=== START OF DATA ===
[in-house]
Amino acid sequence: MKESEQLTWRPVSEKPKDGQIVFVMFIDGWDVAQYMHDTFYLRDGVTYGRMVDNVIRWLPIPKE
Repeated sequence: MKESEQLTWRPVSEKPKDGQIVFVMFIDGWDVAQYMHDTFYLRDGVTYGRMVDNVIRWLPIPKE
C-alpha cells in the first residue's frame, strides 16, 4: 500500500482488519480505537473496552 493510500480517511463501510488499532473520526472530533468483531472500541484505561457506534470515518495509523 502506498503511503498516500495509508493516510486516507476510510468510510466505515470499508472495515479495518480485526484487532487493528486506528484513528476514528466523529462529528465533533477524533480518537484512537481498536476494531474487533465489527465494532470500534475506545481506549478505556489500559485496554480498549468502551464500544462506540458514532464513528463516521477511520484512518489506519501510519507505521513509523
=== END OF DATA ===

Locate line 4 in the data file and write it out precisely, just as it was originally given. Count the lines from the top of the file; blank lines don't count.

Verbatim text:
C-alpha cells in the first residue's frame, strides 16, 4: 500500500482488519480505537473496552 493510500480517511463501510488499532473520526472530533468483531472500541484505561457506534470515518495509523 502506498503511503498516500495509508493516510486516507476510510468510510466505515470499508472495515479495518480485526484487532487493528486506528484513528476514528466523529462529528465533533477524533480518537484512537481498536476494531474487533465489527465494532470500534475506545481506549478505556489500559485496554480498549468502551464500544462506540458514532464513528463516521477511520484512518489506519501510519507505521513509523